The LightSail, launched on May 20, has gone silent. LightSail is a CubeSat designed to test solar powered propulsion.
LightSail was sending data back to Earth every 15 minutes. Before the system froze, LightSail returned more than 140 packets of data. "When it reaches 32 megabytes-roughly the size of ten compressed music files-it can crash the flight system," wrote Jason Davis, digital editor for The Planetary Society.
"Since we can't send anyone into space to reboot LightSail, we may have to wait for the spacecraft to reboot on its own," Davis wrote. "Spacecraft are susceptible to charged particles zipping through deep space, many of which get trapped inside Earth's magnetic field. If one of these particles strikes an electronics component in just the right way, it can cause a reboot. This is not an uncommon occurrence for CubeSats, or even larger spacecraft, for that matter. Cal Poly's experience with CubeSats suggest most experience a reboot in the first three weeks; I spoke with another CubeSat team that rebooted after six. Coincidentally, this is close to the original 28-day sail deployment timeline."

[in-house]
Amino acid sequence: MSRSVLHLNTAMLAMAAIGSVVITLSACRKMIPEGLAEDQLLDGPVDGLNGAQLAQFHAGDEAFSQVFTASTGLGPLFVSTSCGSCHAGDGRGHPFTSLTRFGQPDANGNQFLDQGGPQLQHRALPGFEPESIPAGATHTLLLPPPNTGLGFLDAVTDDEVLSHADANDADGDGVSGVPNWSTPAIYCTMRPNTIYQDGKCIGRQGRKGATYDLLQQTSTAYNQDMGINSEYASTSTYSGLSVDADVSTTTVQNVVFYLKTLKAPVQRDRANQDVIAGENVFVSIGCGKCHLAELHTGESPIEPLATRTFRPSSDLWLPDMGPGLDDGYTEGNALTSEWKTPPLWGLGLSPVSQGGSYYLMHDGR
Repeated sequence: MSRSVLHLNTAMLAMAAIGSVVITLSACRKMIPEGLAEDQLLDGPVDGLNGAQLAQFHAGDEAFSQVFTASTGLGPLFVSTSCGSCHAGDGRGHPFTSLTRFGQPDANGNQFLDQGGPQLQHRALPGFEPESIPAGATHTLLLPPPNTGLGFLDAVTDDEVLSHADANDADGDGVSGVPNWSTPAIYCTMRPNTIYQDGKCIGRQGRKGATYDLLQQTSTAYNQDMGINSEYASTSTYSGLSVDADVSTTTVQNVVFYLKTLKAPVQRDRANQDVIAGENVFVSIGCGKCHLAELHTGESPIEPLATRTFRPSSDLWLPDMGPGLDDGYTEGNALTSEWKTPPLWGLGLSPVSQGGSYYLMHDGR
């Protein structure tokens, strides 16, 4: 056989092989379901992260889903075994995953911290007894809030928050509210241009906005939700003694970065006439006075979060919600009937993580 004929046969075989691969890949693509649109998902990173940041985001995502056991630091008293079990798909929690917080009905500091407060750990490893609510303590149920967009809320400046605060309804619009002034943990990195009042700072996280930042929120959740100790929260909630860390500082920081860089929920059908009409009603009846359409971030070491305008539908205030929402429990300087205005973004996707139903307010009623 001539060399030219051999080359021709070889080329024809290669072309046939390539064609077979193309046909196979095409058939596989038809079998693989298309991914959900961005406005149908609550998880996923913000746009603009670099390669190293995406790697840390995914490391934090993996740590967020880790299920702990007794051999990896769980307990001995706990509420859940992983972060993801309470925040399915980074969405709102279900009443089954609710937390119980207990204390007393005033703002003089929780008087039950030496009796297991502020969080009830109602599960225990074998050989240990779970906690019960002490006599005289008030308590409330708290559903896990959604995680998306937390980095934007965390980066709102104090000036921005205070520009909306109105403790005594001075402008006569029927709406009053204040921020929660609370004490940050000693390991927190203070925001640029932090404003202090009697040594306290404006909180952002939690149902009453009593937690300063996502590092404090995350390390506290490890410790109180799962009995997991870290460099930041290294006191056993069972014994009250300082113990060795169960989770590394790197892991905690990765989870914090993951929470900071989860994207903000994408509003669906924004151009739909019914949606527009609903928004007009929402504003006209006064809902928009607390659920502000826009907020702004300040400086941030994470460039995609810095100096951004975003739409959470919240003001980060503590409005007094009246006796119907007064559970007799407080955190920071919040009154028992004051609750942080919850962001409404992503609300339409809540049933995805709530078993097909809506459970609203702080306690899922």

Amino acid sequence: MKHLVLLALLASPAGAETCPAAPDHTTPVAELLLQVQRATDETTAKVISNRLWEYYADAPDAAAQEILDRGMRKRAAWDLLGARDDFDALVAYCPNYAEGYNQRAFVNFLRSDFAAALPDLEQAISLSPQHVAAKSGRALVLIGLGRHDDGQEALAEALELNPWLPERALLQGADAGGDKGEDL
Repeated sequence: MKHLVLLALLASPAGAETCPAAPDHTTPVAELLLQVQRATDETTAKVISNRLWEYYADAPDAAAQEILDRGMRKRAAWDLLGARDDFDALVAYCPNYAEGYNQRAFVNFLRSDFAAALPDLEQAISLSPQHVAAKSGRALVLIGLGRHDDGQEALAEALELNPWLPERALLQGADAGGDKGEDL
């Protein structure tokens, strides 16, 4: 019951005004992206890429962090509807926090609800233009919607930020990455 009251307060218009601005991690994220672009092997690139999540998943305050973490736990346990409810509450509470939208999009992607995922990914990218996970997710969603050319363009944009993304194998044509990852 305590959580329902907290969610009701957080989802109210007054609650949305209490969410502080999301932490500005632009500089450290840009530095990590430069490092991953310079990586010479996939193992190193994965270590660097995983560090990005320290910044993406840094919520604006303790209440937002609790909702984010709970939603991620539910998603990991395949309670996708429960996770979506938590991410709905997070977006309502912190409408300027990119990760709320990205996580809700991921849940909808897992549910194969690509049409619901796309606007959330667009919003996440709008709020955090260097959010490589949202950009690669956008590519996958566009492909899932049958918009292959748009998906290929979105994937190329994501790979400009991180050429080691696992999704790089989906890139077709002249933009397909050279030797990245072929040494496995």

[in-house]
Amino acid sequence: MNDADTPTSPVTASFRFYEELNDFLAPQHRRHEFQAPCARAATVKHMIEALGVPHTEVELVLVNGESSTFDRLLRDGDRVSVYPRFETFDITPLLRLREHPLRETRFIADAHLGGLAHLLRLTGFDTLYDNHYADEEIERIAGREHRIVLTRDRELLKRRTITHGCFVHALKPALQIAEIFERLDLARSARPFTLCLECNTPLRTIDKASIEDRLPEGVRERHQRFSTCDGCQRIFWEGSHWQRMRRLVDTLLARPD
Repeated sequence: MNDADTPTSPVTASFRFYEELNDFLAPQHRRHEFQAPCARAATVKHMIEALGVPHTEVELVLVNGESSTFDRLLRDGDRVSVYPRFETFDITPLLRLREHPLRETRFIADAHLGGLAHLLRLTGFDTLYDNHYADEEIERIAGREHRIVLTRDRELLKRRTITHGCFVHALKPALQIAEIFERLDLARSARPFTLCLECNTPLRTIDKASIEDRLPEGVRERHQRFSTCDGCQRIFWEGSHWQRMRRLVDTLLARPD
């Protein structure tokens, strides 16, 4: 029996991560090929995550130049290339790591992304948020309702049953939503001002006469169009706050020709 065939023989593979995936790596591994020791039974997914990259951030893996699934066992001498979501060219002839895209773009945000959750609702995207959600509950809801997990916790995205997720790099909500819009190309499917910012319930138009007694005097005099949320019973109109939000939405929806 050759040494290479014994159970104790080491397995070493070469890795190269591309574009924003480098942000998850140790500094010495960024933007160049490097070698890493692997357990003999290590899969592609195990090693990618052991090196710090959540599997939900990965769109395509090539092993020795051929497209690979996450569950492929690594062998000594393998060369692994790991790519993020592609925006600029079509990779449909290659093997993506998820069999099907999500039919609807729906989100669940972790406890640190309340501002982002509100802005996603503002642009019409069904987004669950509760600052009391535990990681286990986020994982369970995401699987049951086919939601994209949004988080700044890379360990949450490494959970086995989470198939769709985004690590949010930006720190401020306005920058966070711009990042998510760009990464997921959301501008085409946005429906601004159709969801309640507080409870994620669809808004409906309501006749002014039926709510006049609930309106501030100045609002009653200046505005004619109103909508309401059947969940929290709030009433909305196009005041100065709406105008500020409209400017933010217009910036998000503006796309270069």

"After a successful launch into orbit aboard a United Launch Alliance Atlas V rocket out of Cape Canaveral, The Planetary Society's LightSailTM spacecraft went silent after two days of communications. The solar sailing spacecraft test mission, a precursor to a 2016 mission, has been paused while engineers explore a suspected software glitch that is believed to have affected communications. A reboot is necessary to continue the mission. Upon reboot, the LightSail team may initiate manual deployment of the spacecraft's Mylar® solar sails. Bill Nye (The Science Guy), CEO at The Planetary Society, issued the following statement:
'A problem like this teaches you more about your spacecraft than a mission that's trouble-free. This is our test flight, and we have a healthy spacecraft in a stable orbit. Soon, we expect our little LightSail to reboot on its own, and we can get down to business up there. After 39 years, I can hang in for a few more weeks.'"
The Planetary Society was founded in 1980 by Carl Sagan, Bruce Murray and Louis Friedman.
For more on LightSail, check out this video posted by The Planetary Society: